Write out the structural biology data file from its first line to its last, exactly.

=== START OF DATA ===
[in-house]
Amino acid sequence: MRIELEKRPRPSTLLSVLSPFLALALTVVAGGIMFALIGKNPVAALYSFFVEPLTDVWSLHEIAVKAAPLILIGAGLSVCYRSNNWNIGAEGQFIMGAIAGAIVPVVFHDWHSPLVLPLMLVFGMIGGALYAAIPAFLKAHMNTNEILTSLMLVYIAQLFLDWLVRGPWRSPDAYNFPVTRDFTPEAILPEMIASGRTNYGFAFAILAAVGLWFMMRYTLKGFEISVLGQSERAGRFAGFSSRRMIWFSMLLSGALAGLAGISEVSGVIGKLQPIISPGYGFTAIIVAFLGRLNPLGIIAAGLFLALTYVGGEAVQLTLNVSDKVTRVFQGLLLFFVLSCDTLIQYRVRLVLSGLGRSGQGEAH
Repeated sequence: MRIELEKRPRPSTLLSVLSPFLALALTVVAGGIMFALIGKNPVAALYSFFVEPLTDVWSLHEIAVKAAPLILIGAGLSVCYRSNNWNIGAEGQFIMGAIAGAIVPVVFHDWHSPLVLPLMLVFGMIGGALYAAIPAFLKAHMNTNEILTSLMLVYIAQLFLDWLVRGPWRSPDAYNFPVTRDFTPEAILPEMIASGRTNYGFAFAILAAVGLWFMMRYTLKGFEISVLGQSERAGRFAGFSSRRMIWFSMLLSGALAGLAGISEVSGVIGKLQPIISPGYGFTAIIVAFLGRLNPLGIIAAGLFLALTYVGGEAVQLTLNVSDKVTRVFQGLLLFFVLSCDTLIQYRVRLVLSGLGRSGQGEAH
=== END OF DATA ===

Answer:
[in-house]
Amino acid sequence: MRIELEKRPRPSTLLSVLSPFLALALTVVAGGIMFALIGKNPVAALYSFFVEPLTDVWSLHEIAVKAAPLILIGAGLSVCYRSNNWNIGAEGQFIMGAIAGAIVPVVFHDWHSPLVLPLMLVFGMIGGALYAAIPAFLKAHMNTNEILTSLMLVYIAQLFLDWLVRGPWRSPDAYNFPVTRDFTPEAILPEMIASGRTNYGFAFAILAAVGLWFMMRYTLKGFEISVLGQSERAGRFAGFSSRRMIWFSMLLSGALAGLAGISEVSGVIGKLQPIISPGYGFTAIIVAFLGRLNPLGIIAAGLFLALTYVGGEAVQLTLNVSDKVTRVFQGLLLFFVLSCDTLIQYRVRLVLSGLGRSGQGEAH
Repeated sequence: MRIELEKRPRPSTLLSVLSPFLALALTVVAGGIMFALIGKNPVAALYSFFVEPLTDVWSLHEIAVKAAPLILIGAGLSVCYRSNNWNIGAEGQFIMGAIAGAIVPVVFHDWHSPLVLPLMLVFGMIGGALYAAIPAFLKAHMNTNEILTSLMLVYIAQLFLDWLVRGPWRSPDAYNFPVTRDFTPEAILPEMIASGRTNYGFAFAILAAVGLWFMMRYTLKGFEISVLGQSERAGRFAGFSSRRMIWFSMLLSGALAGLAGISEVSGVIGKLQPIISPGYGFTAIIVAFLGRLNPLGIIAAGLFLALTYVGGEAVQLTLNVSDKVTRVFQGLLLFFVLSCDTLIQYRVRLVLSGLGRSGQGEAH